One of the contractors with whom we spoke said that everyone does an HDMI cable outlet at the top these days, and you run it from there to somewhere in your house, where the TiVo and other boxes are kept.  He said they don't have to be in a sight-line because of the Harmony remote and other technology I didn't catch the name of.  We didn't do that because my husband liked his idea better for thinking of how fast technology changes.

There were some spots where you could see straight through the exterior brick and see sunlight when the drywall was off.  We used spray foam heavily here.

The fire box brick is out, and the painted brick is coming out...

... then being built back up...

...for a base mold for the new exterior.

We chose Bucks County (color) Country Ledgestone by Cultured Stone.  The mason recommended Chardonnay as the color, but we liked the bit more variety in the Bucks County.  This is manufactured stone, and has corner pieces, and quite a variety in shape and color.

Now the wall is coming back together...

... bit by bit...

...almost there...
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Monday, December 23, 2013

Fireplace Remodel Part 1: The Chimney

This is the best "before" photo we have of the exterior of the chimney (love our local wild turkeys).  We decided to turn the fireplace into a gas-burner, and remodel it, and mount the tv above it.  The first step was to call a chimney sweep to get the status of the chimney, which we had never used.  He said it was fine, save for some loose bricks on top and the firebox (where you make the fire) on the inside has some cracks in the mortar which had been patched.  He also said it was a terra-cotta liner inside, and entertained us with his chimney history lesson and then put on a full black suit with a respirator as he cleaned it.  The kids are still talking about that.

Then we found a local mason to come and patch and repair the chimney.  He suggested turning the top layer of bricks at an angle and having them come slightly outwards as a decorative touch, and we agreed it would be nice.  He also (not shown in the bottom photo) caulked and painted the flashing at the bottom dark brown to match the roof.

The kids are making castles from extra bricks.


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Saturday, December 21, 2013

Kwik Sew 2911 Fleece Vest as a size 6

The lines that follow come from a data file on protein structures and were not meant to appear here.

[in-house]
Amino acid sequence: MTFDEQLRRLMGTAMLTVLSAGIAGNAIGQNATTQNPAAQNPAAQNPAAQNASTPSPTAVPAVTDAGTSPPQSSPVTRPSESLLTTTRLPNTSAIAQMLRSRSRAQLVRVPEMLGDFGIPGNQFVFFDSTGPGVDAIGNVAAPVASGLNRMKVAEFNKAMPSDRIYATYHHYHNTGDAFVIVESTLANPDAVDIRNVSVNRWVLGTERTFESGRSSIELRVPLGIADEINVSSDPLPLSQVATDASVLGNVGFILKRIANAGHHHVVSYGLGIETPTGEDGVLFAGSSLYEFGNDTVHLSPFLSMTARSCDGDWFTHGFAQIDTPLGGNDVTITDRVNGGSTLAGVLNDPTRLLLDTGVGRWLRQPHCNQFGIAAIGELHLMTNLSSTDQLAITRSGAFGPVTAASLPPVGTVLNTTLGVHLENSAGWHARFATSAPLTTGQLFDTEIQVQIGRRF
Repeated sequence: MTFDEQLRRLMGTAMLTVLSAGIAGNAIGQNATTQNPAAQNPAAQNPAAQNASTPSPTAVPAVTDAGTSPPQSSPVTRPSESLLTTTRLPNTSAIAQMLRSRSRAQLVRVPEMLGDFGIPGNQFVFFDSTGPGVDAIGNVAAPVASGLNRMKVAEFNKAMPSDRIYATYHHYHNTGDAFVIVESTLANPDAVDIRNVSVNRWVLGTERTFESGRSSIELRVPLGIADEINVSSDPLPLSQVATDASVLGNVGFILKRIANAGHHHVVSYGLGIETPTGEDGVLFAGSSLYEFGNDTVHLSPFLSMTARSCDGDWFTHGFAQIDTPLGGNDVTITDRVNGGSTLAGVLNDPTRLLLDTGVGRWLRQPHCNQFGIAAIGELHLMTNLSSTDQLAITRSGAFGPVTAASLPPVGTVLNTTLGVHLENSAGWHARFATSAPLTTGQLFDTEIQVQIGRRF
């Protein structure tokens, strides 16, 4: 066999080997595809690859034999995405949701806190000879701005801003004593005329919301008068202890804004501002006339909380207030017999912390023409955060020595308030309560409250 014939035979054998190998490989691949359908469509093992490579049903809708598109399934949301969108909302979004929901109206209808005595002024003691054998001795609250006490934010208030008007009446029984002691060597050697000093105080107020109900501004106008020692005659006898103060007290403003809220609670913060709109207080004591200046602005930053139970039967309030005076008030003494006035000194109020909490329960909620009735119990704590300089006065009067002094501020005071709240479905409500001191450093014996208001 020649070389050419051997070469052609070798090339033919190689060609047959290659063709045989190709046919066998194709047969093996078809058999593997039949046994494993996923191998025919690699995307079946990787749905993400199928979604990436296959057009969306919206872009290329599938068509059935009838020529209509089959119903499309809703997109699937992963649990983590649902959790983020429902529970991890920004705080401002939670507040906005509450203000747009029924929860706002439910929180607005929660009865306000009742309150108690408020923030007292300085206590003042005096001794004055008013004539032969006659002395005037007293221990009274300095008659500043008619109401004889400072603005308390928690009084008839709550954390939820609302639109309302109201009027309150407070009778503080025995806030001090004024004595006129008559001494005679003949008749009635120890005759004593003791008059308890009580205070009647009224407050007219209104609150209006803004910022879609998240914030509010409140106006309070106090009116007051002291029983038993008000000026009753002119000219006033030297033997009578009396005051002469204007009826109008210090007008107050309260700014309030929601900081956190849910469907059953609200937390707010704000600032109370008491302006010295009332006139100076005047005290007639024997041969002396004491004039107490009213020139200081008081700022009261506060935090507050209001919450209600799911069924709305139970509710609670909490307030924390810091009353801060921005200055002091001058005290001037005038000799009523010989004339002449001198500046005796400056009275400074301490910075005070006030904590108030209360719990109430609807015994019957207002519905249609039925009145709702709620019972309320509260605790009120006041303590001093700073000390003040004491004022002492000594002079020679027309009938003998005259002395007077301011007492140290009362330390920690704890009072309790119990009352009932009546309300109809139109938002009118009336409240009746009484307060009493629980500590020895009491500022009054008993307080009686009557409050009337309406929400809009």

Our last Kwik Sew 2911 Vest modification (to make it a 6T) has been a big hit... so I had to make a second.

The patches are a Girl Scout Patch from one of his teachers and a Boy Scout patch we got at an estate sale.
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Thursday, December 19, 2013

Kids' Sewing Project

My 5.5 year old made this on my machine, basically unsupervised.

Check out the tree stitch on the edges.
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Wednesday, December 11, 2013

Plumbing Repair (Brrrrr... Burst Pipes)

It has been so incredibly cold here.

The top photo is what we stumbled upon.  This is burst in two places, the left white elbow (which leads through the fence and into a spigot) and the pipe in the center (painted black) leading up to a spigot.

In the bottom image, you can see what we did:

  1. Turned off the water at the street.
  2. Cut the damaged PVC off and measured to see if it was 1/2" or 3/4" pipe (it was 3/4").
  3. Tried to remove the PVC from the galvanized threaded connection on the bottom left.  We couldn't do this and had to wait until reinforcements came home from work.  We tried twisting and cracking the PVC and nothing worked.
  4. Made a shopping list and went to get the missing parts.
  5. For the black spigot, we used a coupling to connect the broken pipe onto new pipe.  Then we used an elbow onto a short piece of PVC onto a threaded connection onto a new hose bib (the old one was impossible to remove).  The unthreaded connections were sealed with blue PVC glue and the threaded connections with teflon tape.